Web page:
Swordspeak

From: Joseph Troxell (jmt107@psu.edu)
Date: Tue 13 May 1997 - 13:01:39 EEST


Here's a quick write up of Swordspeak and how it works in IMG. It's not
heavily edited, but I hope that I spelled that scimitar wielding moonie's
name correctly.....

Swordspeak

Swordspeak originated in the Cult of Humakt. It is widely used in the Cult
of Yanafal Tarnils (and hence, by Lunar Officers). It is unusual for anyone
outside either cult to know Swordspeak. Many Orlanthi chieftains with
Humakti huscarls know the language, as do many who frequently employ Humakti
mercenaries.

The language centers around two uses: warfare and duels.

Swordspeak is capable of communicating any topic relating to warfare. Like
any language, it contains strengths and weaknesses. For example, there are
over a dozen terms for "soldiers" in the language; denoting a wide variety
of troop types and equipment (for example, there is one word that means,
"well equiped pike soldiers in a phalanx" and another that means "poorly
trained peasant levy with pikes"). Yet, communicating "farmer" becomes
quite lengthy since the nearest and shortest equivalent is, "peasant warrior
who scars Ernalda with weak blade."

Swordspeak is also used to challenge another to a formal duel. In this
manner, people unfamiliar with the language will not even be aware a
challenge has been issued. The reason for the challenge (typically when one
party feels insulted) along with the severity (death, first blood, etc.) can
be communicated. This allows the man challenged to accept, back down, or
even apologize without losing face to those not fluent in the language.

The "verbal" component of the language is a combination of words, sign
language, and body language. Much of the language is of a silent nature,
either using sign language or body language. The verbal component is often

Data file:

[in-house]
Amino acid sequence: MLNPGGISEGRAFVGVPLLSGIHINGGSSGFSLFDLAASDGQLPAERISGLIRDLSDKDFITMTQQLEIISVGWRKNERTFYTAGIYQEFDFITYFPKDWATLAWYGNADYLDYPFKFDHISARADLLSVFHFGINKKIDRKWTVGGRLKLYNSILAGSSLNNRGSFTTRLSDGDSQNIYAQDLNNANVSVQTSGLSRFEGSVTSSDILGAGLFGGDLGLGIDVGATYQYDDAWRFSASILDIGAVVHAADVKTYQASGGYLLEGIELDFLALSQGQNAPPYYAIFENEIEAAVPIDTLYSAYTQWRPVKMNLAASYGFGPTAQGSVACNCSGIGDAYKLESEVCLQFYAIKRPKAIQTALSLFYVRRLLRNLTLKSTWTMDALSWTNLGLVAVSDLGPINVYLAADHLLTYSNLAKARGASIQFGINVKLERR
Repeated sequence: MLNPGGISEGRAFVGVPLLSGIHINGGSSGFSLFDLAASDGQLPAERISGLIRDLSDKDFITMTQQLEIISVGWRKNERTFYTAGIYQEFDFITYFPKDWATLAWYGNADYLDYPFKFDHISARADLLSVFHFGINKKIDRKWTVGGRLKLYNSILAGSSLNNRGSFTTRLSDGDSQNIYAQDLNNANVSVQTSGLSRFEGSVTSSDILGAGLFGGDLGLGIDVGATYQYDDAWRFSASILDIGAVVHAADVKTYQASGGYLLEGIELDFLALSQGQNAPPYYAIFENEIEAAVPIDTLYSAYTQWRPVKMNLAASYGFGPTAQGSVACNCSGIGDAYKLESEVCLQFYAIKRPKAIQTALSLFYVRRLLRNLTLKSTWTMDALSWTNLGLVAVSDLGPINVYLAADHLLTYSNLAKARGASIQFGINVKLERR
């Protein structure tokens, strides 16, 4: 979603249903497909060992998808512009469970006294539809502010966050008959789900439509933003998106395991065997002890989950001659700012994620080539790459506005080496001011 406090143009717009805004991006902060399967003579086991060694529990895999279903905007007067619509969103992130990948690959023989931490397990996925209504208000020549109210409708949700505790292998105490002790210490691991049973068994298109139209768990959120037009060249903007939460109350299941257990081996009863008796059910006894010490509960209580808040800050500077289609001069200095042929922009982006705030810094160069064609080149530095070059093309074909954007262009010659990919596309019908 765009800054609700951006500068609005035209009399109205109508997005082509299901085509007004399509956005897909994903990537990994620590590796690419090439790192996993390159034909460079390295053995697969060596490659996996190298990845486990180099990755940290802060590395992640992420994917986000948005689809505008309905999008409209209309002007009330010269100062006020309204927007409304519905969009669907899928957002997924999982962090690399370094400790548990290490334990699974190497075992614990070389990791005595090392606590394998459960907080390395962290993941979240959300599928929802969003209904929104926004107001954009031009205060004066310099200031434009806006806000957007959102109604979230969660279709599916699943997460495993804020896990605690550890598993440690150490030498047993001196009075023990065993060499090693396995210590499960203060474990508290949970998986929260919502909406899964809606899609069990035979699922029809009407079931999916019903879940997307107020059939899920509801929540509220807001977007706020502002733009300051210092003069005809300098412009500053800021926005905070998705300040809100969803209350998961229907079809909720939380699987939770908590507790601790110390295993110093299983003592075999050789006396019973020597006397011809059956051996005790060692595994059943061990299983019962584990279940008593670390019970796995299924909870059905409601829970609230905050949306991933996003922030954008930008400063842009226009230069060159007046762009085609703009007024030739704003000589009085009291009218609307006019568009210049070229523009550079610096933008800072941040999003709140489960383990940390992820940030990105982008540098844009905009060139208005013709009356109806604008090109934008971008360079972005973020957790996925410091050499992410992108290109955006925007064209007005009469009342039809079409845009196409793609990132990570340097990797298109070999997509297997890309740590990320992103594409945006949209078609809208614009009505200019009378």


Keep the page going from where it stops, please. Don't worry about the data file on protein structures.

used to supplement or enhance the non-verbal part. The silent nature of the
language is four fold. First, it allows Humakti who have sworn to remain
silent to still communicate with others in their cult. Second, it allows
troops to silently communicate with their commander and not reveal their
location to enemy troops from unnessecary noise. Third, hand and body
gestures can be seen across the battlefield, when often voices will not
carry over the din of battle. Fourth, it allows speakers to secretly
communicate with each other in plain view of others (shifting your weight
onto your right foot and hooking your left thumb in your sword belt is the
sign for "watch your back, you're being followed").

In addition, there is a written component of swordspeak. The written
component heavily borrows from several language families (often picking and
choosing the closest written equivalent for a word in swordspeak). In
addition, it also contains a host of secret symbols and glyphs. The symbols
and glyphs take a variety of forms. Many are quite simple and ingenious in
disguise; an innocent looking pile of sticks may mean "wait here at dawn for
my report" in swordspeak. There is also a set of glyphs associated with the
written form which can cover as much information as the "spoken" language.

Initiates of Humakt and Yanafal Tarnils are typically trained to at least 5%
in the spoken and written forms of the language. Typically, others are only
taught if it is deemed vital for them to have a command of the language by a
Sword. The Gamemaster must use discression in what can be communicated
using the language. It is flat out impossible for two Humakti to hold a art
critique in the language. Yet, it is possible to communicate, "this village
had a poor crop and food supplies are low."

------------------------------


This archive was generated by hypermail 2.1.7 : Fri 13 Jun 2003 - 16:59:33 EEST